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Your heart normally beats in a regular rhythm and rate that is just right for the work your body is doing at any moment. The usual resting heart rate for adults is between 50 to 100 beats per minute. Children have naturally higher normal heart rates than adults.
The heart is a pump made up of four chambers: two upper chambers (atria) and two lower chambers (ventricles). It is powered by an electrical system that puts out pulses in a regular rhythm. These pulses keep the heart pumping and keep blood flowing to the lungs and body.
When the heart beats too fast, too slow, or with a skipping (irregular) rhythm, a person is said to have an arrhythmia. A change in the heart's rhythm may feel like an extra-strong heartbeat (palpitation) or a fluttering in your chest. Premature ventricular contractions (PVCs) often cause this feeling.
A heartbeat that is occasionally irregular usually is not a concern if it does not cause other symptoms, such as dizziness, lightheadedness, or shortness of breath. It is not uncommon for children to have extra heartbeats. In healthy children, an extra heartbeat is not a cause for concern.
Many changes in heart rate or rhythm are minor and do not require medical treatment if you do not have other symptoms or a history of heart disease. Smoking, drinking alcohol or caffeine, or taking other stimulants such as diet pills or cough and cold medicines may cause your heart to beat faster or skip a beat. Your heart rate or rhythm can change when you are under stress or having pain. Your heart may beat faster when you have an illness or a fever. Hard physical exercise usually increases your heart rate, which can sometimes cause changes in your heart rhythm.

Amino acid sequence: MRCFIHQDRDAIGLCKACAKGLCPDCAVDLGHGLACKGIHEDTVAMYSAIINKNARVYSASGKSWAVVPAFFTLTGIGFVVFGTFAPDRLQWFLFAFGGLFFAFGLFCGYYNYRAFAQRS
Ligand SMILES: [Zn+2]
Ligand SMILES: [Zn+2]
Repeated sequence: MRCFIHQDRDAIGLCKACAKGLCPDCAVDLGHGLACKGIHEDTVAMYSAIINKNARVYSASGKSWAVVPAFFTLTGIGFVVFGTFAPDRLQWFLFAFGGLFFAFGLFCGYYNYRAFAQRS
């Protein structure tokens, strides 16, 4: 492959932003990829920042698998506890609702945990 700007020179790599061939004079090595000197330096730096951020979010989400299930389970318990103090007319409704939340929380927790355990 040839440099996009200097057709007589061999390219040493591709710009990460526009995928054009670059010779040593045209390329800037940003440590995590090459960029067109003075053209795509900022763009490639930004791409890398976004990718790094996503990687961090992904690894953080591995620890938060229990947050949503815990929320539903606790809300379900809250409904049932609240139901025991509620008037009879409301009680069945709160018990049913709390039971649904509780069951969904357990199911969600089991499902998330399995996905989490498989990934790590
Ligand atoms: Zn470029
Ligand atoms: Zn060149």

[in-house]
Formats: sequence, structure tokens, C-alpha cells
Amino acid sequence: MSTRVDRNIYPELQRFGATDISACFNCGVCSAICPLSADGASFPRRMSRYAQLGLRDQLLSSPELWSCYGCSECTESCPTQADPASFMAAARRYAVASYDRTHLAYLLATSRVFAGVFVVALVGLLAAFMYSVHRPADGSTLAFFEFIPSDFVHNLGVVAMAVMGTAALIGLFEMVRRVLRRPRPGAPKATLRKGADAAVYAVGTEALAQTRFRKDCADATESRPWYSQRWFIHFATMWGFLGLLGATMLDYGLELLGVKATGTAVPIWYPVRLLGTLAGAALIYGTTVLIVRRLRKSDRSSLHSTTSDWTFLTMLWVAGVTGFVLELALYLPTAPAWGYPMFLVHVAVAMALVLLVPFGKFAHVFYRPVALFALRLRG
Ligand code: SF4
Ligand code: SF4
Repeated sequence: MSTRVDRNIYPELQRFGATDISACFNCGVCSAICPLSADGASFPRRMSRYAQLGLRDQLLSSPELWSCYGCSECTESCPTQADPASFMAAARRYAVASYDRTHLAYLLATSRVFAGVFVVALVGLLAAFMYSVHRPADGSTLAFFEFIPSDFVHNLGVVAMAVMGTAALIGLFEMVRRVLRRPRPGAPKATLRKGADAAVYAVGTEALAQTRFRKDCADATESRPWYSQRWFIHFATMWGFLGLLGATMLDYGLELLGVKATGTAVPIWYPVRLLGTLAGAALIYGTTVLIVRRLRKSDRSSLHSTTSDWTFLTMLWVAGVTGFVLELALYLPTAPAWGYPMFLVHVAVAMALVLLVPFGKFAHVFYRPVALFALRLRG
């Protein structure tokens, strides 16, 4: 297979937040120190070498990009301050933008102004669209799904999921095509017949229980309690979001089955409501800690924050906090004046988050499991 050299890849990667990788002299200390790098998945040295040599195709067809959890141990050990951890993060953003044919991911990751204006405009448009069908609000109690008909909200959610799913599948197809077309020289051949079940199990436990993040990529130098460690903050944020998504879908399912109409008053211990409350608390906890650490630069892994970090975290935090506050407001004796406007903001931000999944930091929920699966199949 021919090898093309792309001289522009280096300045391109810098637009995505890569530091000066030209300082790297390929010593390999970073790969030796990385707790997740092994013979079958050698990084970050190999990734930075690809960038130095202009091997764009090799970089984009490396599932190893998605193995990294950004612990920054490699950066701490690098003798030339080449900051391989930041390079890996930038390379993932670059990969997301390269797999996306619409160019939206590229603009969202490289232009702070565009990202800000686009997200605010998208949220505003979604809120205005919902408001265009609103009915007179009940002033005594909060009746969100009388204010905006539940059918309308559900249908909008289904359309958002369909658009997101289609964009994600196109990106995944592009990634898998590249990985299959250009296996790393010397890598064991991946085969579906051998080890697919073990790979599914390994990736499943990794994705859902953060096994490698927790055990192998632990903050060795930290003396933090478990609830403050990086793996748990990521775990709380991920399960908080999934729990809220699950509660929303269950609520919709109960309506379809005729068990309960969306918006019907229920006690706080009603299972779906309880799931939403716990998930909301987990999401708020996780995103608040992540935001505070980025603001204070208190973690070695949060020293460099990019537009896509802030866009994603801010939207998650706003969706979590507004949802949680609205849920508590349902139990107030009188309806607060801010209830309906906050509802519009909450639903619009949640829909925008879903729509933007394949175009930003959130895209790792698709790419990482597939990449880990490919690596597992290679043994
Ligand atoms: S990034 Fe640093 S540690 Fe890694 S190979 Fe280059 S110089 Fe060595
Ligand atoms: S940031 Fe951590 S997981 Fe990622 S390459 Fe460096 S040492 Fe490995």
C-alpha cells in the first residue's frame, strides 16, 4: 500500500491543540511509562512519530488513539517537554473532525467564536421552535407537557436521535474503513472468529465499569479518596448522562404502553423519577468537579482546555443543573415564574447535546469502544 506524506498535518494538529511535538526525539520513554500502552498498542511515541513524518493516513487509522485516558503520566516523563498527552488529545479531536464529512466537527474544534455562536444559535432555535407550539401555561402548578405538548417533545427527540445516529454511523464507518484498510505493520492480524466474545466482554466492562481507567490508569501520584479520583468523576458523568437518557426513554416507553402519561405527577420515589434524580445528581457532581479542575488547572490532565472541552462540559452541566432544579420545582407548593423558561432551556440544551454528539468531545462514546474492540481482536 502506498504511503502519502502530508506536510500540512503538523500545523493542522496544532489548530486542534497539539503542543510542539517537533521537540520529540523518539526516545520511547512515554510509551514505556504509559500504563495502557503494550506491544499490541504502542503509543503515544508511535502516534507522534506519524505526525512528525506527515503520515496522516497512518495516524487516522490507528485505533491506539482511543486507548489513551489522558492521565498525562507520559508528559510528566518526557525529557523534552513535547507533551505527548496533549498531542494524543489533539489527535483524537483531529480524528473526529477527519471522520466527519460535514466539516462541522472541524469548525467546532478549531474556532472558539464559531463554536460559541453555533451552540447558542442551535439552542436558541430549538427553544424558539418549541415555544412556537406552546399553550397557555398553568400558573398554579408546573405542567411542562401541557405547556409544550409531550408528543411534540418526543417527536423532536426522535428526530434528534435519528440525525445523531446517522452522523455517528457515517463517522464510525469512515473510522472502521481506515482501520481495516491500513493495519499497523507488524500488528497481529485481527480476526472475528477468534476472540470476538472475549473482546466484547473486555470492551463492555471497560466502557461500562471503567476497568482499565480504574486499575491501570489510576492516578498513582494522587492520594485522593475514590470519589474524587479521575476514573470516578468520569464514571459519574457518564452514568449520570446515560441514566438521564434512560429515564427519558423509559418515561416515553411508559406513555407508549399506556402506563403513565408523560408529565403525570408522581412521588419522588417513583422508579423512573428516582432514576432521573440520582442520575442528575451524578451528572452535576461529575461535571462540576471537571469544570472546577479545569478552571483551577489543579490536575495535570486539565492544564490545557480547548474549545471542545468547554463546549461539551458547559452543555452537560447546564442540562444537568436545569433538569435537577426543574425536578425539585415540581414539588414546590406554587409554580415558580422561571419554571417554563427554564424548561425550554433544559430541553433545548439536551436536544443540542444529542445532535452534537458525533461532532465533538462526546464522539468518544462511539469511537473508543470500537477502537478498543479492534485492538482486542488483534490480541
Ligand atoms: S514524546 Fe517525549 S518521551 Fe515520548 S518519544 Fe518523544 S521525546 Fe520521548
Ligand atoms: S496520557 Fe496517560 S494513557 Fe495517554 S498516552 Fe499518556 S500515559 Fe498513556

Dietary supplements, such as goldenseal, oleander, motherwort, or ephedra (also called ma huang), may cause irregular heartbeats.
It is not uncommon for pregnant women to have minor heart rate or rhythm changes. These changes usually are not a cause for concern for women who do not have a history of heart disease.
Well-trained athletes usually have slow heart rates with occasional pauses in the normal rhythm. Evaluation is usually not needed unless other symptoms are present, such as lightheadedness or fainting (syncope), or there is a family history of heart problems.
Irregular heartbeats change the amount of blood that flows to the lungs and other parts of the body. The amount of blood that the heart pumps may be decreased when the heart pumps too slow or too fast.
Changes such as atrial fibrillation that start in the upper chambers of the heart can be serious, because they increase your risk of forming blood clots in your heart. This in turn can increase your risk for having a stroke or a blood clot in your lungs (pulmonary embolism). People who have heart disease, heart failure, or a history of heart attack should be more concerned with any changes in their usual heart rhythm or rate.
Fast heart rhythms that begin in the lower chambers of the heart are called ventricular arrhythmias. They include ventricular tachycardia and ventricular fibrillation. These types of heart rhythms make it hard for the heart to pump enough blood to the brain or the rest of the body and can be life-threatening. Ventricular arrhythmias may be caused by heart disease such as heart valve problems, impaired blood flow to the heart muscle (ischemia or a heart attack), a weakened heart muscle (cardiomyopathy), or heart failure.
Symptoms of ventricular tachycardia include palpitations, feeling dizzy or lightheaded, shortness of breath, chest pain or pressure, and fainting or near-fainting. Ventricular fibrillation may cause fainting within seconds and causes death if not treated. Emergency medical treatment may include medicines and electrical shock (defibrillation).